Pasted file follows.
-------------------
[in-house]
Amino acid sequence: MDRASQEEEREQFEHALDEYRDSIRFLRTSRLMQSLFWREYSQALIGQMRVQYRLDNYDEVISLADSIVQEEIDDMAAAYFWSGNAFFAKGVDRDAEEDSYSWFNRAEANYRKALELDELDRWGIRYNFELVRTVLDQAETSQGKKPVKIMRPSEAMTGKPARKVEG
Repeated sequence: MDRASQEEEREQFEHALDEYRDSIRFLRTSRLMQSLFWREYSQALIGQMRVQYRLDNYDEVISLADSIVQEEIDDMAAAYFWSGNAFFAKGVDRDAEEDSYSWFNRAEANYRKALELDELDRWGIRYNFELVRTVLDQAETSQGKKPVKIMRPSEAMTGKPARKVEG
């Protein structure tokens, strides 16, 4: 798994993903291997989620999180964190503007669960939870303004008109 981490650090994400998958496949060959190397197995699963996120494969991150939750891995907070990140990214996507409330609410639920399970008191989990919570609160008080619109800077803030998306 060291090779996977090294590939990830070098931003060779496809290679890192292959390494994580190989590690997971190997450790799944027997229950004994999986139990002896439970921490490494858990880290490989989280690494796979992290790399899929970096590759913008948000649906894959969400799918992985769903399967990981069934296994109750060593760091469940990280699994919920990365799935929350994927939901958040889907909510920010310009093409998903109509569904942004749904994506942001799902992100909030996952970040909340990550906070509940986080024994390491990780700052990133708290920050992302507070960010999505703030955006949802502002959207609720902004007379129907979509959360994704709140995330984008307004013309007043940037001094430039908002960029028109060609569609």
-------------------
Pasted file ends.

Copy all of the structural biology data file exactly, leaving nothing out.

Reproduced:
[in-house]
Amino acid sequence: MDRASQEEEREQFEHALDEYRDSIRFLRTSRLMQSLFWREYSQALIGQMRVQYRLDNYDEVISLADSIVQEEIDDMAAAYFWSGNAFFAKGVDRDAEEDSYSWFNRAEANYRKALELDELDRWGIRYNFELVRTVLDQAETSQGKKPVKIMRPSEAMTGKPARKVEG
Repeated sequence: MDRASQEEEREQFEHALDEYRDSIRFLRTSRLMQSLFWREYSQALIGQMRVQYRLDNYDEVISLADSIVQEEIDDMAAAYFWSGNAFFAKGVDRDAEEDSYSWFNRAEANYRKALELDELDRWGIRYNFELVRTVLDQAETSQGKKPVKIMRPSEAMTGKPARKVEG
């Protein structure tokens, strides 16, 4: 798994993903291997989620999180964190503007669960939870303004008109 981490650090994400998958496949060959190397197995699963996120494969991150939750891995907070990140990214996507409330609410639920399970008191989990919570609160008080619109800077803030998306 060291090779996977090294590939990830070098931003060779496809290679890192292959390494994580190989590690997971190997450790799944027997229950004994999986139990002896439970921490490494858990880290490989989280690494796979992290790399899929970096590759913008948000649906894959969400799918992985769903399967990981069934296994109750060593760091469940990280699994919920990365799935929350994927939901958040889907909510920010310009093409998903109509569904942004749904994506942001799902992100909030996952970040909340990550906070509940986080024994390491990780700052990133708290920050992302507070960010999505703030955006949802502002959207609720902004007379129907979509959360994704709140995330984008307004013309007043940037001094430039908002960029028109060609569609």